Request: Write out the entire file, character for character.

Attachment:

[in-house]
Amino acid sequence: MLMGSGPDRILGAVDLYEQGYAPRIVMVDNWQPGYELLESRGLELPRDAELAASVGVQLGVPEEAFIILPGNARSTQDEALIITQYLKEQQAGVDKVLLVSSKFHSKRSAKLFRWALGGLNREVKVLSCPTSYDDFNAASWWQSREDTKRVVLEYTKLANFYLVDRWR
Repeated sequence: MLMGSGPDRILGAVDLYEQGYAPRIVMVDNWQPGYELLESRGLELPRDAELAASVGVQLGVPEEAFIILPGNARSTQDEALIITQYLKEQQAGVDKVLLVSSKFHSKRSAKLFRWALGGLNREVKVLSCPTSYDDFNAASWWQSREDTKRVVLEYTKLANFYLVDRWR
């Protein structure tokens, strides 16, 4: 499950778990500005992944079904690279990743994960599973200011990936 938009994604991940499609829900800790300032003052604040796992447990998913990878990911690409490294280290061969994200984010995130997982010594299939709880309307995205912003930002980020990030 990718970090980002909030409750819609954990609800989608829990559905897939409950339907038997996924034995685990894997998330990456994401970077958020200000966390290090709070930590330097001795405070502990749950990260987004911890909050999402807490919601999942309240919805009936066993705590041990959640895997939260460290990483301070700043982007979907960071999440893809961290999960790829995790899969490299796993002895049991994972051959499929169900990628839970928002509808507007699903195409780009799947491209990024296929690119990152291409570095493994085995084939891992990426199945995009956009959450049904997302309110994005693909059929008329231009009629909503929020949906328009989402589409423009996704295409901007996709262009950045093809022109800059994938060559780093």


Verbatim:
[in-house]
Amino acid sequence: MLMGSGPDRILGAVDLYEQGYAPRIVMVDNWQPGYELLESRGLELPRDAELAASVGVQLGVPEEAFIILPGNARSTQDEALIITQYLKEQQAGVDKVLLVSSKFHSKRSAKLFRWALGGLNREVKVLSCPTSYDDFNAASWWQSREDTKRVVLEYTKLANFYLVDRWR
Repeated sequence: MLMGSGPDRILGAVDLYEQGYAPRIVMVDNWQPGYELLESRGLELPRDAELAASVGVQLGVPEEAFIILPGNARSTQDEALIITQYLKEQQAGVDKVLLVSSKFHSKRSAKLFRWALGGLNREVKVLSCPTSYDDFNAASWWQSREDTKRVVLEYTKLANFYLVDRWR
């Protein structure tokens, strides 16, 4: 499950778990500005992944079904690279990743994960599973200011990936 938009994604991940499609829900800790300032003052604040796992447990998913990878990911690409490294280290061969994200984010995130997982010594299939709880309307995205912003930002980020990030 990718970090980002909030409750819609954990609800989608829990559905897939409950339907038997996924034995685990894997998330990456994401970077958020200000966390290090709070930590330097001795405070502990749950990260987004911890909050999402807490919601999942309240919805009936066993705590041990959640895997939260460290990483301070700043982007979907960071999440893809961290999960790829995790899969490299796993002895049991994972051959499929169900990628839970928002509808507007699903195409780009799947491209990024296929690119990152291409570095493994085995084939891992990426199945995009956009959450049904997302309110994005693909059929008329231009009629909503929020949906328009989402589409423009996704295409901007996709262009950045093809022109800059994938060559780093």